Sunday, June 29, 2008

Join us in Celebrating the 50th Anniversary of the Dockum Sit-in

In the Summer of 1958, two dozen young people from the Wichita NAACP Youth council staged what would become the first successful student-led sit-in of the Civil Rights Movement. On August 11th, 1958, they desegregated all of the Rexall Drug Stores throughout the State of Kansas. Their efforts validated a method of protest, which was replicated by other NAACP branches around the country and later by groups such as the SCLC, and led to the establishment of equal accommodations around the nation...
On August 9th, 2008 - Join with the members of the 1958 Wichita NAACP Youth Council, the 2008 Wichita NAACP Youth Council, the NAACP National Office, and the Wichita Branch as we March to commemorate the 50th Anniversary of the Dockum Sit-in

The March will begin at 10:30am on August 9th, in front of the Kansas African American Museum.

We will march by the site of the Historic sit-in and then continue over for a rally and celebration in Chester I Lewis Reflection Park.

Celebration Speakers will include: NAACP Chief of Field Operations- Rev Nelson Rivers &
Dr. Ron Walters: President of the 1958 NAACP Youth Council. Currently Dr. Walters holds positions as "Distinguished Leadership Scholar" and Director of the African American Leadership Institute in the James MacGregor Burns Academy of Leadership, and Full Professor in the Department of Government and Politics at the University of Maryland.

The Following is excerpted from "Dissent in Wichita" By Professor Gretchen Eick. Reprinted with permission by author

That weekend, Chester Lewis called a mass meeting at New Hope Baptist Church for Sunday afternoon, August 10. Many of Wichita's African Americans had come to the city from the South, seeking jobs and bringing with them a collective memory of white terror. For them, the action the students were taking was very frightening, especially after the episode with the gang of white youths. Lewis felt it important to let the black community know more about the sit-in and the students' plans and also soothe concerned parents who feared their children would be arrested. The church was packed. Some participants narrated the story of the sit-ins at Dockum's and asked for community support. They had decided to expand the sit-in to additional days of the week. There were many questions from the audience and many concerns, but by the end of the meeting there was great unity and solidarity. The students left the meeting knowing that the community was behind them and proud of them.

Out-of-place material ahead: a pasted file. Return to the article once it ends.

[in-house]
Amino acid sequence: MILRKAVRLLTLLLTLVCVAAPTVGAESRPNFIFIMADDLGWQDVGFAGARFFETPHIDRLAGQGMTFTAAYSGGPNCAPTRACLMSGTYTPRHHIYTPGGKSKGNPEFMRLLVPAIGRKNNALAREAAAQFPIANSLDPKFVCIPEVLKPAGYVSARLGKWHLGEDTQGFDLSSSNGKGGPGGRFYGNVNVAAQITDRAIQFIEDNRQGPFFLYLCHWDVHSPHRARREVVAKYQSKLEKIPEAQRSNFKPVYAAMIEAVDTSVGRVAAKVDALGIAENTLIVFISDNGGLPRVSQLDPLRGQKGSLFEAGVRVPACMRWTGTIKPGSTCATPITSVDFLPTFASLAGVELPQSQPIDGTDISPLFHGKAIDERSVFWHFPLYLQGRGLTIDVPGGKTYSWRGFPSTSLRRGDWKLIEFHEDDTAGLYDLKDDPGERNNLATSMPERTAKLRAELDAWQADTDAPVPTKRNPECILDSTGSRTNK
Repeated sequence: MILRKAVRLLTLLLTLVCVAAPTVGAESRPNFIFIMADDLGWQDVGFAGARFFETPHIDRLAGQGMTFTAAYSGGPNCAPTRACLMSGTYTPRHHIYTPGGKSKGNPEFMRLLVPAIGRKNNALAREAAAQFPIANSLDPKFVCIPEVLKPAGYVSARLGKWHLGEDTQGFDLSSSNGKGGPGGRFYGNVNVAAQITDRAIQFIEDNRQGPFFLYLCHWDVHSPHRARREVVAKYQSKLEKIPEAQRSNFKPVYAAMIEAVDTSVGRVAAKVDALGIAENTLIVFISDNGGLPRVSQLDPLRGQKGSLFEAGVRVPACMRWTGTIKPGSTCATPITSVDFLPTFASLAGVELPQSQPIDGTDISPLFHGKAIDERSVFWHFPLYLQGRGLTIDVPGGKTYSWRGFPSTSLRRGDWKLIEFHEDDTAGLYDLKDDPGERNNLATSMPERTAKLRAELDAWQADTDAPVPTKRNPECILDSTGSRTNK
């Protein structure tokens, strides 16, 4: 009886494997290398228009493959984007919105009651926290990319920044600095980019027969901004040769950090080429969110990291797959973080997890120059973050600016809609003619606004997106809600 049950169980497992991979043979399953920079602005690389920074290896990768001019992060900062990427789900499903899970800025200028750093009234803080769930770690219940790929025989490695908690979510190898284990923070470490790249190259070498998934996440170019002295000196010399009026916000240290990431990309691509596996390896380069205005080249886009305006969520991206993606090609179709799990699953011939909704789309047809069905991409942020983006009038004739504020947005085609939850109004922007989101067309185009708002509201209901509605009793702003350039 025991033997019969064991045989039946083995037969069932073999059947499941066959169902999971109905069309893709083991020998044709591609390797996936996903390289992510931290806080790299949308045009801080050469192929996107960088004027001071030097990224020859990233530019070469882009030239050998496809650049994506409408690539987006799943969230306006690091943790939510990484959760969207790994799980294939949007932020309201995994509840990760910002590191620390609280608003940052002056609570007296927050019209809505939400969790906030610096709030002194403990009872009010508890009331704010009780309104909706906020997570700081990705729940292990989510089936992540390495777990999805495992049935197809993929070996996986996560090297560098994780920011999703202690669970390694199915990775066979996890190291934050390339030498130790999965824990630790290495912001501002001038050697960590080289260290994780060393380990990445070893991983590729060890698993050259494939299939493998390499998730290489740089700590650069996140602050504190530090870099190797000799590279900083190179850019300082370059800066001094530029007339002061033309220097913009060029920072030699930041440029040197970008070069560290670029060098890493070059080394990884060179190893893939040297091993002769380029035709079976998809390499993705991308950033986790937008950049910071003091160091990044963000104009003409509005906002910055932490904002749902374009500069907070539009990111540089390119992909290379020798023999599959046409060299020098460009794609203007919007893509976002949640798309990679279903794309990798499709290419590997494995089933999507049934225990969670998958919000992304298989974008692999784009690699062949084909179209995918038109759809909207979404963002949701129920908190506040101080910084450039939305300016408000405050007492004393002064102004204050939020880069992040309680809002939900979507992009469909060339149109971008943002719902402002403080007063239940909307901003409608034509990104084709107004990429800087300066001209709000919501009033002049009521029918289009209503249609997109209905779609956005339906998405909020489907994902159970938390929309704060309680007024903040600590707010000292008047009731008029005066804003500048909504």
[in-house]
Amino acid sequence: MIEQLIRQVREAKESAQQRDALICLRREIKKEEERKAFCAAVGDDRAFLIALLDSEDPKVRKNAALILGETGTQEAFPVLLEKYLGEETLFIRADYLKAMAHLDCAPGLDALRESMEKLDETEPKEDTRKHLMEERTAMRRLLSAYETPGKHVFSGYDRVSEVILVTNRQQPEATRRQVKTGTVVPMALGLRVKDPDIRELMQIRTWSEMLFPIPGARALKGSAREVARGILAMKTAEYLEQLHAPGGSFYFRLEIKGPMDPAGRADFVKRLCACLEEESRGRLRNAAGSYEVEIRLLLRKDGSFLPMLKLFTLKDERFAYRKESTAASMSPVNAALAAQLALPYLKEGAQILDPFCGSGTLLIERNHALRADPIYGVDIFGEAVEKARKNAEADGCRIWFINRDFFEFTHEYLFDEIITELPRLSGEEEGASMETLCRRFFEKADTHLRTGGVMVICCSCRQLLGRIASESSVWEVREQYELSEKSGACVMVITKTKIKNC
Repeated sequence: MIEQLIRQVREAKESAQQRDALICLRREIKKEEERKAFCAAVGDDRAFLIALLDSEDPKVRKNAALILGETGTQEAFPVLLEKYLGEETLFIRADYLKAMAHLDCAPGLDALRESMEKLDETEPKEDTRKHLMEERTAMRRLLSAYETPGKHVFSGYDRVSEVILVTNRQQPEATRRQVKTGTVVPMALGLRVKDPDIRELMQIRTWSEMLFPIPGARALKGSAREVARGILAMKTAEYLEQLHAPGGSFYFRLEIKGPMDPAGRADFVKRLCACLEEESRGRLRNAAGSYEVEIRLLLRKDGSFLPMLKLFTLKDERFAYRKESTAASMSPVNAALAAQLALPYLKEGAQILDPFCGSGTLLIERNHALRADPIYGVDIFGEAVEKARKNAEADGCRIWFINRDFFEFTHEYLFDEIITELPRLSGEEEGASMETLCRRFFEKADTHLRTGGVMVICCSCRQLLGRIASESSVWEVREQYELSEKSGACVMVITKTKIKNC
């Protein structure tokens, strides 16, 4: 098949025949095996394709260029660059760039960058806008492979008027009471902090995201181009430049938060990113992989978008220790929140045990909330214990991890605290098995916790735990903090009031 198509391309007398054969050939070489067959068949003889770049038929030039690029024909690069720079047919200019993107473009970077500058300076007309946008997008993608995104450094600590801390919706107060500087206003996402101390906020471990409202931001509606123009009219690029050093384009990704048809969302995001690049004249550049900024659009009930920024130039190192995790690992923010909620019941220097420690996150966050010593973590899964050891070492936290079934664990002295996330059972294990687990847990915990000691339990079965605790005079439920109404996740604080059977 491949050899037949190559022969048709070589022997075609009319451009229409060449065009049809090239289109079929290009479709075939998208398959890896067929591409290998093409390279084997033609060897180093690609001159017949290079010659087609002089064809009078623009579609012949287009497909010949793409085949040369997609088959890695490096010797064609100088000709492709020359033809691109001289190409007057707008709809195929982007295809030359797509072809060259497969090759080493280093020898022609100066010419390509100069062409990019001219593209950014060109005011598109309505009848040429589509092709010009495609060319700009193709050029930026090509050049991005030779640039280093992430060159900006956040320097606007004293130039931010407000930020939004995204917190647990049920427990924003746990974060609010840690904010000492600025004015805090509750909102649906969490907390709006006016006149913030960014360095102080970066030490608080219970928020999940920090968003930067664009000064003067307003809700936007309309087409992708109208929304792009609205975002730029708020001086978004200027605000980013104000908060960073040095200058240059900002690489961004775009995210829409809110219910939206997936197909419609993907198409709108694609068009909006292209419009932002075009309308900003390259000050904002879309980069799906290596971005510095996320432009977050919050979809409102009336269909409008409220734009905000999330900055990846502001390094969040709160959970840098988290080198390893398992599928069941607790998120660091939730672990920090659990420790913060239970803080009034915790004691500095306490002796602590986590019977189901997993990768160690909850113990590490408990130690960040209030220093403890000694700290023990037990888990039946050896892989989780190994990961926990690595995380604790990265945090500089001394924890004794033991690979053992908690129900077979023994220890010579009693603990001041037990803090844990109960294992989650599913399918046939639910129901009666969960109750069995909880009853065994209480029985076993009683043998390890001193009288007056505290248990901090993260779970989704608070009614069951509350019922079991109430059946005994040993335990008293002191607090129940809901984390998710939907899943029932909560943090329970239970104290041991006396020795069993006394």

The following day, Monday, Carol Parks took her seat at the lunch counter along with a few other early arrivals. Ron was out of town for Army Reserve training, and Lequeatta was working as a lifeguard, not assigned to sit in until the afternoon shift. Carol saw a white man in his thirties or forties enter the store, glance to the back of the store where Wayne Williams stood, and say to him, "Serve them. I'm losing too much money." Stunned and exhausted, she and the other students drank a victory Coke at the lunch counter. Then Carol went home to tell her mother the news. Someone called Lequeatta at the pool, telling her that she need not come to the sit-in. Dockum's owner had changed the policy.

After Williams announced that they were to be served, Chester Lewis confirmed by a telephone call to the vice president of Dockum's "that he had instructed all of his managers, clerks, etc., to serve all people without regard to race, creed or color." The following day, Lewis wrote to Herb Wright, "On Monday, August 11, 1958, I held a conference with Walter Hieger, the vice president of the Dockum Chain Drug Stores and he agreed to abolish all discriminatory practices as of Monday morning, at 10: 00 a.m. August 11." The youths had won. The largest drugstore chain in Kansas had desegregated not only its Wichita stores but also all Rexall Drug Stores in Kansas.

Pictured above are members of the 1958 Wichita Branch NAACP Youth Council along with Governor Sebelius and Congressman Tiahrt ant the Wichita Branch 2006 Freedom Fund Banquet.

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